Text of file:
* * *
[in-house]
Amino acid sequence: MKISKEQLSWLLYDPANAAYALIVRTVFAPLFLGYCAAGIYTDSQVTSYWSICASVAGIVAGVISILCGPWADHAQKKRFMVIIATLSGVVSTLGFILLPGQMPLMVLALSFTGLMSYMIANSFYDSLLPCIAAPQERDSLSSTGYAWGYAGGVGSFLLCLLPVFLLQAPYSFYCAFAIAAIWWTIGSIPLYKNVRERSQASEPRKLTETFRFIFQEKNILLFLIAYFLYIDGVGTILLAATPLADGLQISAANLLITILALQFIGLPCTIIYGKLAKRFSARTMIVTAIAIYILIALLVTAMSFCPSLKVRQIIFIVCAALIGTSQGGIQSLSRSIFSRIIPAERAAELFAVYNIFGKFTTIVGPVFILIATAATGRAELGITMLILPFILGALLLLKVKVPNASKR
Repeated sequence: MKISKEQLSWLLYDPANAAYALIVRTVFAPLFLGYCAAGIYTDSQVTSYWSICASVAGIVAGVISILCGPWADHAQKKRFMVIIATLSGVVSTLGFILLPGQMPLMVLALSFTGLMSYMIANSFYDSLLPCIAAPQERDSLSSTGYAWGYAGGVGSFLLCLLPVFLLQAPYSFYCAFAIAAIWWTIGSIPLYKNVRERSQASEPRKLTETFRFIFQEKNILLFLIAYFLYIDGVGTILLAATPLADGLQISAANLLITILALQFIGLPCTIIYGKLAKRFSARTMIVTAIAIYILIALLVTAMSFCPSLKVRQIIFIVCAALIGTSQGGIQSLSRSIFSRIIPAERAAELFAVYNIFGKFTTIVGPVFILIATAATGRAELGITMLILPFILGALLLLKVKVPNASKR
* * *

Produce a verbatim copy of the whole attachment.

[in-house]
Amino acid sequence: MKISKEQLSWLLYDPANAAYALIVRTVFAPLFLGYCAAGIYTDSQVTSYWSICASVAGIVAGVISILCGPWADHAQKKRFMVIIATLSGVVSTLGFILLPGQMPLMVLALSFTGLMSYMIANSFYDSLLPCIAAPQERDSLSSTGYAWGYAGGVGSFLLCLLPVFLLQAPYSFYCAFAIAAIWWTIGSIPLYKNVRERSQASEPRKLTETFRFIFQEKNILLFLIAYFLYIDGVGTILLAATPLADGLQISAANLLITILALQFIGLPCTIIYGKLAKRFSARTMIVTAIAIYILIALLVTAMSFCPSLKVRQIIFIVCAALIGTSQGGIQSLSRSIFSRIIPAERAAELFAVYNIFGKFTTIVGPVFILIATAATGRAELGITMLILPFILGALLLLKVKVPNASKR
Repeated sequence: MKISKEQLSWLLYDPANAAYALIVRTVFAPLFLGYCAAGIYTDSQVTSYWSICASVAGIVAGVISILCGPWADHAQKKRFMVIIATLSGVVSTLGFILLPGQMPLMVLALSFTGLMSYMIANSFYDSLLPCIAAPQERDSLSSTGYAWGYAGGVGSFLLCLLPVFLLQAPYSFYCAFAIAAIWWTIGSIPLYKNVRERSQASEPRKLTETFRFIFQEKNILLFLIAYFLYIDGVGTILLAATPLADGLQISAANLLITILALQFIGLPCTIIYGKLAKRFSARTMIVTAIAIYILIALLVTAMSFCPSLKVRQIIFIVCAALIGTSQGGIQSLSRSIFSRIIPAERAAELFAVYNIFGKFTTIVGPVFILIATAATGRAELGITMLILPFILGALLLLKVKVPNASKR